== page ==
Academic Profile : No longer with NTU

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Assoc Prof Justin Dauwels
Associate Professor, School of Electrical & Electronic Engineering
Deputy Director, ST Engineering-NTU Corporate Laboratory
 
Justin Dauwels is an Associate Professor with School of Electrical & Electronic Engineering at Nanyang Technological University (NTU). His research interests are in Bayesian statistics, iterative signal processing, and computational neuroscience. He enjoys working on real-world problems, often in collaboration with medical practitioners. He also tries to bring real-world problems into the classroom.

Prior to joining NTU, Justin was a research scientist during 2008-2010 in the Stochastic Systems Group (SSG) at the Massachusetts Institute of Technology, led by Prof. Alan Willsky. He received postdoctoral training during 2006-2007 under the guidance of Prof. Shun-ichi Amari and Prof. Andrzej Cichocki at the RIKEN Brain Science Institute in Wako-shi, Japan.

He obtained a PhD degree in electrical engineering at the Swiss Polytechnical Institute of Technology (ETH) in Zurich in December 2005, supervised by Prof. Hans-Andrea Loeliger, and was a teaching and research assistant at the Signal and Information Processing Laboratory (ISI) of the Department of Information Technology and Electrical Engineering at ETH Zurich from 2000 to 2005. In 2000 he received the engineering physics degree from the University of Ghent. From 1999 to 2000, he was an exchange student at ETH, and completed his master's thesis at the Institute of Neuroinformatics in Zurich.

Justin was a visiting researcher at the MIT Media Lab (Physics and Media Group) in Fall 2003 and the University of Ghent (Digital Communications Research Group) in January 2004. In Spring 2004 he was an intern at the Mitsubishi Electric Research Lab (Cambridge, MA) under supervision of Dr. Jonathan Yedidia.

He has been a JSPS postdoctoral fellow (2007), a BAEF fellow (2008), a Henri-Benedictus Fellow of the King Baudouin Foundation (2008), and a JSPS invited fellow (2010).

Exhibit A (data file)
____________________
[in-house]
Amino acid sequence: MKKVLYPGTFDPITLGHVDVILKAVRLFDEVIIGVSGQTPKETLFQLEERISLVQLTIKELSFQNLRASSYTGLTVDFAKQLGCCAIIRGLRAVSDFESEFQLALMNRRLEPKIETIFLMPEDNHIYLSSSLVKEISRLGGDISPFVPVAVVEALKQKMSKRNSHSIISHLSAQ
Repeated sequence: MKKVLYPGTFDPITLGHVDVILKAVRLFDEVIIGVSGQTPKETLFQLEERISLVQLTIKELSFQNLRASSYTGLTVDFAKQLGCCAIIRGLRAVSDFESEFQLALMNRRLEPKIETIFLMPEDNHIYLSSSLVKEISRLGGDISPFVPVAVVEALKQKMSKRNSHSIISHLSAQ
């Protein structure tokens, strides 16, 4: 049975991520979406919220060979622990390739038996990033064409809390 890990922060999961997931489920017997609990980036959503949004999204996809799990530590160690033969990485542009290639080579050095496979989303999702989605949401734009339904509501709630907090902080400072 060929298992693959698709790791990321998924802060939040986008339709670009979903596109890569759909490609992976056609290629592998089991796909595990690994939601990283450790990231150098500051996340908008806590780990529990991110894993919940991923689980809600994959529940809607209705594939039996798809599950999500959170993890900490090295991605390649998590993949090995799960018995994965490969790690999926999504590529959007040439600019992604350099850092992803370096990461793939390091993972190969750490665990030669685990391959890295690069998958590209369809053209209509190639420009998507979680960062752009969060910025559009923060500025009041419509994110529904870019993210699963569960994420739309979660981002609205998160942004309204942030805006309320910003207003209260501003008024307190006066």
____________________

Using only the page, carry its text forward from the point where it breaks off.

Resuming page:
He is a member of the IEEE and the IMS. He is a research affiliate with Stochastic Systems Group (SSG) at the Massachusetts Institute of Technology, the Neurology Department at Massachusetts General Hospital, and the RIKEN Brain Science Institute.
His research interests are in Bayesian statistics, iterative signal processing, and computational neuroscience.

Some of the projects include:
- Mathematical modeling of the start and ending of epileptic seizures
- Diagnosis of Alzheimer's disease from EEG signals
- Machine learning techniques for guiding neurosurgery
- Detection of mental states from EEG signals
- Tracking and predicting traffic in dynamic urban networks
- Data-driven dynamical models of human behavior
- Tracking and control of synthetic cell tissue
- Copula-based modeling of extreme events
- Copula-based graphical models
 
  • How Language Mixes Contribute To Effective Bilingualism And Biliteracy In Singapore
US 2013/0202151 A1: Methods And Apparatus For Recovering Phase And Amplitude From Intensity Images (2015)
Abstract: An intensity image is collected at each of a plurality of locations spaced apart in a propagation direction of a light beam. Information from the intensity images is combined using a Kalman filter which assumes that at least one co-variance matrix has a diagonal form. This leads to considerable reduction in computational complexity. An augmented Kalman filter model (augmented space state model) is used in place of the standard Kalman filter model. The augmented Kalman filter improves the robustness to noise.